What is the correct comparison between the forces in the following question?
An apple falls from a tree because of the gravitational attraction between the¬†earth and the apple. If F1 is the magnitude of the force exerted by the earth¬†on the apple and F2 is the magnitude of the force exerted by the apple on the¬†earth, then
A. F1 is very much greater than F2 B. F2 is very much greater than F1 C. F1 and F2 are equal D. F1 is only a little greater than F2
Gravity causes object to quicken with equal rate. All the more for the most part, free fall with equal rate is the property of gravity. Weight isn't property of gravity. ... As indicated by Newton's second Law of Motion, Force = mass duplicated by the quickening (because of gravity).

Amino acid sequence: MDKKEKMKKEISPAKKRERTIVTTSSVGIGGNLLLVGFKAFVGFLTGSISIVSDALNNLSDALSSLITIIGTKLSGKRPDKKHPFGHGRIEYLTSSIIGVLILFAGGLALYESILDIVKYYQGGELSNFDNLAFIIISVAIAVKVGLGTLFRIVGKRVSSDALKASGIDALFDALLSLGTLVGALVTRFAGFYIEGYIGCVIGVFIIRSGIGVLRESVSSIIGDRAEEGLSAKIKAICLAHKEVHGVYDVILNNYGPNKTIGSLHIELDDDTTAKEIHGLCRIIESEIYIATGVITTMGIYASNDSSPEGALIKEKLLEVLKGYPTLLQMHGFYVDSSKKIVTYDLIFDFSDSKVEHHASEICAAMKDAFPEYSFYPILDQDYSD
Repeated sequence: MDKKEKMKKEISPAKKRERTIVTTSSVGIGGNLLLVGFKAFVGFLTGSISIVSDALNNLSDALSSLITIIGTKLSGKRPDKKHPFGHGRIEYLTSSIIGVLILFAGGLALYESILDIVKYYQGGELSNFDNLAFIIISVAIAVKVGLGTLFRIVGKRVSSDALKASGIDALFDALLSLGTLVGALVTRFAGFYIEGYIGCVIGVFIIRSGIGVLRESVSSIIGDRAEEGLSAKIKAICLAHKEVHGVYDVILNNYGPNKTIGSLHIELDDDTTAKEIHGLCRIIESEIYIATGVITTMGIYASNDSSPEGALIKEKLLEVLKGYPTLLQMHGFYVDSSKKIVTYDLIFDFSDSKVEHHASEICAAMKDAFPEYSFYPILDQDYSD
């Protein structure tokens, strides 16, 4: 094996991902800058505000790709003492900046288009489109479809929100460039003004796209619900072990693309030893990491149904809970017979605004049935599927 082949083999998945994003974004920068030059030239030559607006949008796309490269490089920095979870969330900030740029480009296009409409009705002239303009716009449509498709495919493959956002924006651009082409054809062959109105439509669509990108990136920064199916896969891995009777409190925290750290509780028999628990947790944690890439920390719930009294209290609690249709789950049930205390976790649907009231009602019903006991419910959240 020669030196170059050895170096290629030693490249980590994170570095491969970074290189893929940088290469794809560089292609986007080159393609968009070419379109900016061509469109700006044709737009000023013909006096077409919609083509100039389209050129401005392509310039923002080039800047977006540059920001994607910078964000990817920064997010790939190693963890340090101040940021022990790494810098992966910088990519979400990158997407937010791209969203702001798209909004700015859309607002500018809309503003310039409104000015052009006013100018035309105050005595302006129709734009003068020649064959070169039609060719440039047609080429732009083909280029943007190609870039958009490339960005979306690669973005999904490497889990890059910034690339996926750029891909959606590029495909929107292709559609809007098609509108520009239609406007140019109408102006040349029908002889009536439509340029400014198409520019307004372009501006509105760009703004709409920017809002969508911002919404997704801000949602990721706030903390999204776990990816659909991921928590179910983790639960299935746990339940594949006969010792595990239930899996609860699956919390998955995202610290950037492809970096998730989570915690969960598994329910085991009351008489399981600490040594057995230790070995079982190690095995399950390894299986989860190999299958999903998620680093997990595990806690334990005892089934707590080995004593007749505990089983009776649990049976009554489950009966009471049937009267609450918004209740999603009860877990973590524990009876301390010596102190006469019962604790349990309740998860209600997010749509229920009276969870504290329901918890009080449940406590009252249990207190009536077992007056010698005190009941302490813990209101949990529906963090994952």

Sean Carroll, noted physicist in relativity, likes call this the "Newtonian Equivalency Standard." The supposition is that gravitational mass is identical to inertial mass.
Be that as it may, it shows signs of improvement. Einstein considers a similar polarity , yet thinks of an altogether unique conclusion. He infers that they are not simply equal, but rather a similar thing. This is displayed in great inquiry "is the force because of speeding up in a lift the same as that of the force because of gravity."
Newton said that they are some way or another, without clarification, equal esteemed. Einstein said inertial mass is the same as gravitational mass, in light of the fact that the same are only two methods for taking a gander at a similar thing.
The rest is the historical backdrop of general relativity.